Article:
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The Coast Guard announced in the Federal Register an amendment to the monetary property damage threshold amounts for reporting a marine casualty and for reporting a type of marine casualty called a “serious marine incident” (SMI). The original regulations that set these dollar threshold amounts were written in the 1980s and have not been updated since that time. Because the monetary thresholds for reporting have not kept pace with inflation, vessel owners and operators have been required to report relatively minor casualties. Additionally, the original regulations require mandatory drug and alcohol testing following a serious marine incident. As a result, vessel owners and operators are conducting testing for casualties that are less significant than those intended to be captured by the original regulations. Updating the original regulations will reduce the burden on vessel owners and operators, and will also reduce the amount of Coast Guard resources expended to investigate these incidents.
This final rule changes the reportable marine casualty property damage threshold amount from $25,000 to $75,000. In the notice of proposed rulemaking (NPRM), we proposed to make this threshold $72,000, but chose $75,000 for reasons explained in the next section of this preamble. This final rule also changes the SMI property damage threshold from $100,000 to $200,000. This change is the same as that proposed in the NPRM.
With the dollar amount thresholds updated to account for inflation, we expect there will be a decrease in the number of commercial vessel casualties reported to the Coast Guard. The updates in this final rule will also likely decrease the number of casualties that fall within the definition of an SMI, and thereby reduce the number of chemical tests administered following an SMI that results in $100,000.01 to $200,000 worth of property damage. However, mandatory chemical testing will still be required if the property damage meets the updated dollar threshold amount (in excess of $200,000) established in this final rule. Our intent in setting a dollar amount threshold in our marine casualty reporting regulation and within the definition of “serious marine incident” was, and remains, to ensure that the Coast Guard is aware of those incidents that could be indicative of more serious problems that may be averted in the future with timely intervention.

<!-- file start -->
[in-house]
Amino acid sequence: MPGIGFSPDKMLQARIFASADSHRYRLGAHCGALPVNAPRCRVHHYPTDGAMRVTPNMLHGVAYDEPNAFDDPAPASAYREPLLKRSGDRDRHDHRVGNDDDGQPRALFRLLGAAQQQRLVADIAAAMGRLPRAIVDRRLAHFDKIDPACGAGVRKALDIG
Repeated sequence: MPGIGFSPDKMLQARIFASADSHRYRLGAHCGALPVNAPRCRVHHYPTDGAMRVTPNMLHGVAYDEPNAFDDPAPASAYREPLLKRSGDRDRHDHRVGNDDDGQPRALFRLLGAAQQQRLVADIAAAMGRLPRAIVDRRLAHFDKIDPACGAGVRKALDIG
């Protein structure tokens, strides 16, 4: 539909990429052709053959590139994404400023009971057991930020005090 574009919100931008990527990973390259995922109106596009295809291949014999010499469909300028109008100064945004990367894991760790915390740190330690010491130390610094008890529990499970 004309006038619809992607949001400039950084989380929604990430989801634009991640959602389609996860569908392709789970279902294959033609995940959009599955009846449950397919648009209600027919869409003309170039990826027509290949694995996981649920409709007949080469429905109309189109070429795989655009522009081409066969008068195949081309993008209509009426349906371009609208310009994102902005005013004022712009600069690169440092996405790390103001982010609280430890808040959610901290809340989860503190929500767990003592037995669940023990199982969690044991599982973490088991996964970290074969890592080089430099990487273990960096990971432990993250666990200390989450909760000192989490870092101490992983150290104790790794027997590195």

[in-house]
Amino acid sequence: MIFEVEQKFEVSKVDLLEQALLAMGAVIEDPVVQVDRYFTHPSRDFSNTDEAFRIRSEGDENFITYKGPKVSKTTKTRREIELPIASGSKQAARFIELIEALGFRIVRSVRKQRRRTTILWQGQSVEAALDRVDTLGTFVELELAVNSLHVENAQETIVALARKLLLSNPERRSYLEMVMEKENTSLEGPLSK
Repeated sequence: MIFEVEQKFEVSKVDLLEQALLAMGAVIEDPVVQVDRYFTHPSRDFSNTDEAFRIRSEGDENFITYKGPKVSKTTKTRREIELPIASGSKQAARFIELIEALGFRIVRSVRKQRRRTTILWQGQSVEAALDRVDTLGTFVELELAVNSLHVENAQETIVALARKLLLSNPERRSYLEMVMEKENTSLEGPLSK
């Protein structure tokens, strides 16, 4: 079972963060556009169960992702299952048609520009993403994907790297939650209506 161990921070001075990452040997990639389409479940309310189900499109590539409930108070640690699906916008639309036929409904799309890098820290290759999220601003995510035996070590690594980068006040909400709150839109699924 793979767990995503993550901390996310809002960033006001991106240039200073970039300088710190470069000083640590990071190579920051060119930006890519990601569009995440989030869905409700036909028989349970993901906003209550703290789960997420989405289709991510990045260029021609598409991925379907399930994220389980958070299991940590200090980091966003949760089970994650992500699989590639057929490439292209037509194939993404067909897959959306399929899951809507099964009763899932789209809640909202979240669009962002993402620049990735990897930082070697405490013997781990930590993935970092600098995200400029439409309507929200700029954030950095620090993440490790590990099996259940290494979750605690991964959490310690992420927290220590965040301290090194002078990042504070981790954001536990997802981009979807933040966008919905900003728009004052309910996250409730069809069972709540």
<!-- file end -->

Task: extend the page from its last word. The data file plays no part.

We expect that this final rule will result in an estimated annual cost savings to industry of $40,809 due to a reduction in the hourly burden of reporting and recordkeeping for both marine casualties and SMIs, and an estimated annual cost savings of $4,751 for chemical testing for marine casualties designated as SMIs. This final rule will also result in cost savings to the Coast Guard by reducing the hourly burden costs to investigate marine casualties, as well as the costs associated with processing marine casualty forms. As a result, the maritime industry and Coast Guard resources will be able to focus their efforts on higher consequence incidents.
For full details, read the Final Rule.
For information about this document, call or email Lt. Cmdr. Baxter B. Smoak, CG-INV at 202-372-1223, or email Baxter.B.Smoak@uscg.mil.
This blog is not a replacement or substitute for the formal posting of regulations and updates or existing processes for receiving formal feedback of the same. Links provided on this blog will direct the reader to official source documents, such as the Federal Register, Homeport and the Code of Federal Regulations. These documents remain the official source for regulatory information published by the Coast Guard.
Categories: Environmental Response Policy, Federal Register
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